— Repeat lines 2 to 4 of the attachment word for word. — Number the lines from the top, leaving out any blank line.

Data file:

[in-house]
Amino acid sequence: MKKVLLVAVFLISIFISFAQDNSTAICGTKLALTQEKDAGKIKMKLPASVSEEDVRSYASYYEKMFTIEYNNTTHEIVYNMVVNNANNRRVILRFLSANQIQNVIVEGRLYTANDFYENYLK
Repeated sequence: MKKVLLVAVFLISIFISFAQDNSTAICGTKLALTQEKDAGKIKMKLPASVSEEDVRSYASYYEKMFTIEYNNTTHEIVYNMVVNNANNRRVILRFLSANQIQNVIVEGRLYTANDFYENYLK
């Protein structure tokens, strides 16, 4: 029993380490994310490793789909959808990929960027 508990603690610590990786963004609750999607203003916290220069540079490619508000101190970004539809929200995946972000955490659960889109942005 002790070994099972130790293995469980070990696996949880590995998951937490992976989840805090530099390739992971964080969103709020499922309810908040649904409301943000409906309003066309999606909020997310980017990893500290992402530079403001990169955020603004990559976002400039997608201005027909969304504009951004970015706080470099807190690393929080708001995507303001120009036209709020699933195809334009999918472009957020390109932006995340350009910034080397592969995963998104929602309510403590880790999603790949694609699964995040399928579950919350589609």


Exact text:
Amino acid sequence: MKKVLLVAVFLISIFISFAQDNSTAICGTKLALTQEKDAGKIKMKLPASVSEEDVRSYASYYEKMFTIEYNNTTHEIVYNMVVNNANNRRVILRFLSANQIQNVIVEGRLYTANDFYENYLK
Repeated sequence: MKKVLLVAVFLISIFISFAQDNSTAICGTKLALTQEKDAGKIKMKLPASVSEEDVRSYASYYEKMFTIEYNNTTHEIVYNMVVNNANNRRVILRFLSANQIQNVIVEGRLYTANDFYENYLK
């Protein structure tokens, strides 16, 4: 029993380490994310490793789909959808990929960027 508990603690610590990786963004609750999607203003916290220069540079490619508000101190970004539809929200995946972000955490659960889109942005 002790070994099972130790293995469980070990696996949880590995998951937490992976989840805090530099390739992971964080969103709020499922309810908040649904409301943000409906309003066309999606909020997310980017990893500290992402530079403001990169955020603004990559976002400039997608201005027909969304504009951004970015706080470099807190690393929080708001995507303001120009036209709020699933195809334009999918472009957020390109932006995340350009910034080397592969995963998104929602309510403590880790999603790949694609699964995040399928579950919350589609």